A House panel advanced an amended version of the lower chamber’s medical marijuana implementing bill, preparing the bill for a vote by the full House in the coming weeks.
But with two weeks left until the scheduled end of the 2017 Legislative Session, the House and Senate continue to be at odds when it comes to implementing the 2016 constitutional medical marijuana amendment.
While Majority Leader Ray Rodrigues, the sponsor of House bill (HB 1397), had hoped to present a reconciliation bill during the House Health and Human Services Committee Meeting, the Estero Republican said he and Sen. Rob Bradley “have not gotten there yet.”
“We have had talks,” said Rodrigues. “I’m confident we’ll get there.”
But changes accepted by the House Health & Human Services Committee appear to move the bill away from the Senate position. The committee approved a committee substitute Monday that, among other things, prohibits pregnant women from using medical marijuana, and prohibits physicians from initiating or maintaining a physician-patient relationship through telemedicine.
“Since HB 1397 was filed, I have been critical of this proposal and have been hopeful it will evolve,” said Ben Pollara, the executive director of Florida for Care. “Understanding that negotiations are ongoing, (the proposed changes) all have the effect of moving further from the Senate bill.”
The newly amended bill does establish the Coalition for Medical Marijuana Research and Education at the H. Lee Moffitt Cancer and Research Institute, something which is included in the Senate proposal.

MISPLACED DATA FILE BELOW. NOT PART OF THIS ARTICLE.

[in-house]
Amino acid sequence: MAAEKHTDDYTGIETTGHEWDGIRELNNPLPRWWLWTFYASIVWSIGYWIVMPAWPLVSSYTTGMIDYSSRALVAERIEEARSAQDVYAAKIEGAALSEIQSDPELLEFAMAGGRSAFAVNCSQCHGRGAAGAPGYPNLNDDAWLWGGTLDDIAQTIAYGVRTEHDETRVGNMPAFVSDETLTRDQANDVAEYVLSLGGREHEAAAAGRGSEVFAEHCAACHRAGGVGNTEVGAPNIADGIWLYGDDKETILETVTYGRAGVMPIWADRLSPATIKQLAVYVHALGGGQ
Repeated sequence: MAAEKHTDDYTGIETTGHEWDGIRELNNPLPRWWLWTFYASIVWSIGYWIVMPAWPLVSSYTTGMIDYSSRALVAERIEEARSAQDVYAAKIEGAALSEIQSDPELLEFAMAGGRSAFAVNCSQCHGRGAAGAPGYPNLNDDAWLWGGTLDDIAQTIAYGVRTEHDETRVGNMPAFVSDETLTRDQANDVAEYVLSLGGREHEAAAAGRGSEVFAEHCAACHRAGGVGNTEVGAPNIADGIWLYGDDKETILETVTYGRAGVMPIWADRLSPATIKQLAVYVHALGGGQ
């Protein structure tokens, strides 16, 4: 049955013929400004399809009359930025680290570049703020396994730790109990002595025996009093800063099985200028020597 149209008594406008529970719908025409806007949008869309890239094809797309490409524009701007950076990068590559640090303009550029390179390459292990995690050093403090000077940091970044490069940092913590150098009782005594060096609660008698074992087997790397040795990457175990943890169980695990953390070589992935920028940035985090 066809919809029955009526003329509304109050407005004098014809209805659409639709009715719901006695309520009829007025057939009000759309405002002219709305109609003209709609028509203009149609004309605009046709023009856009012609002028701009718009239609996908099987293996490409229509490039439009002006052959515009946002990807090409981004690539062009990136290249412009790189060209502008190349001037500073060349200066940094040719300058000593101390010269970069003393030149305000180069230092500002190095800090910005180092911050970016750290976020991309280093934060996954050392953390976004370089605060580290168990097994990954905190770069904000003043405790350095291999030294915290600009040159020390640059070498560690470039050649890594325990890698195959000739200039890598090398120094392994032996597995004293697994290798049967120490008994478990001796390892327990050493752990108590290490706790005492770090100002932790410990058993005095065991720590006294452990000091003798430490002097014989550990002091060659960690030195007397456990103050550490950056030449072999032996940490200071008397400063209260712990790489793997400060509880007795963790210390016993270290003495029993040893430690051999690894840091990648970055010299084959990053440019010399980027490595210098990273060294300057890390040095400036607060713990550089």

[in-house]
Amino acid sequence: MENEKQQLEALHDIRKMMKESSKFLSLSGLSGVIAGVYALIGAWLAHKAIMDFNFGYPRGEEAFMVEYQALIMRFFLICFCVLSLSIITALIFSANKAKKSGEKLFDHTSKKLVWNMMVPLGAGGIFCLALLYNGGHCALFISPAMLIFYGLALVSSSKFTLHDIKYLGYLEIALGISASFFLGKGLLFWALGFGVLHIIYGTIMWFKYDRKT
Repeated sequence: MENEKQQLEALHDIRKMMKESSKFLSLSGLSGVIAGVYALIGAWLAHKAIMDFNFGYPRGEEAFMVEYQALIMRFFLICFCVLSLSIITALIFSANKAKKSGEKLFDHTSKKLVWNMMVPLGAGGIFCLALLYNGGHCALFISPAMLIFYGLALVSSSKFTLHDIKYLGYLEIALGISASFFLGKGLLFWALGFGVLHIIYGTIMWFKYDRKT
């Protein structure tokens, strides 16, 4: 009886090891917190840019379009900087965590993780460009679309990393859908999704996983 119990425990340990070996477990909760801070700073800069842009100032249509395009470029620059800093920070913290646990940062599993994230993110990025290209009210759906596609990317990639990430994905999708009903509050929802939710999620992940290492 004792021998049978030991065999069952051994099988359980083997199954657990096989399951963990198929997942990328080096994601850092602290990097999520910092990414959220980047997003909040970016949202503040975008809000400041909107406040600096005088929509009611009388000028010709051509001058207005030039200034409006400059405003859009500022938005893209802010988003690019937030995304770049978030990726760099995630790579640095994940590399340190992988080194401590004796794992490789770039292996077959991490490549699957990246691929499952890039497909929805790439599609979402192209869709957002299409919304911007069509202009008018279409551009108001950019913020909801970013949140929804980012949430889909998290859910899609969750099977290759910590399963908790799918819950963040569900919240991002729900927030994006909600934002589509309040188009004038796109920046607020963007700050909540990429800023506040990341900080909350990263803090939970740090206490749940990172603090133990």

The panel, however, rejected a proposed amendment by Rep. Bobby DuBose, which would have, among other things, removed the requirement that 150,000 qualified patients must register with the compassionate use registry before a license is issued to a black farmer.
Rodrigues said the issue of licenses was currently being negotiated with the Senate, and said the amendment was unfriendly.
Opponents continued to criticize the House bill, saying it didn’t follow the spirit of the constitutional amendment, which passed with 71 percent of the vote in November. Several members of the public raised concerns about access, with some saying the bill “picks winners and losers.”
“We need to stop pretending this issue is about hippies and stoners,” said Stephani Scruggs, whose husband suffered a seizure during the Senate meeting on its version of the implementing bill last week.
Some committee members agreed, with Democrats saying they did not think Rodrigues’ bill followed the spirit of the constitutional amendment.
“What we have here is an incredible maze of bureaucracy. It’s a maze of entanglement,” said Rep. Daisy Baez. “This implementing bill does not do the service that 71 percent, or 6 million, people voted for.”
Rodrigues said he continues to work with the Senate on a compromise bill, and hopes to have one soon. The Senate Appropriations Committee is expected to discuss the Senate proposal (SB 406) during its meeting Tuesday.
“This is a bill that is a work in progress,” he said.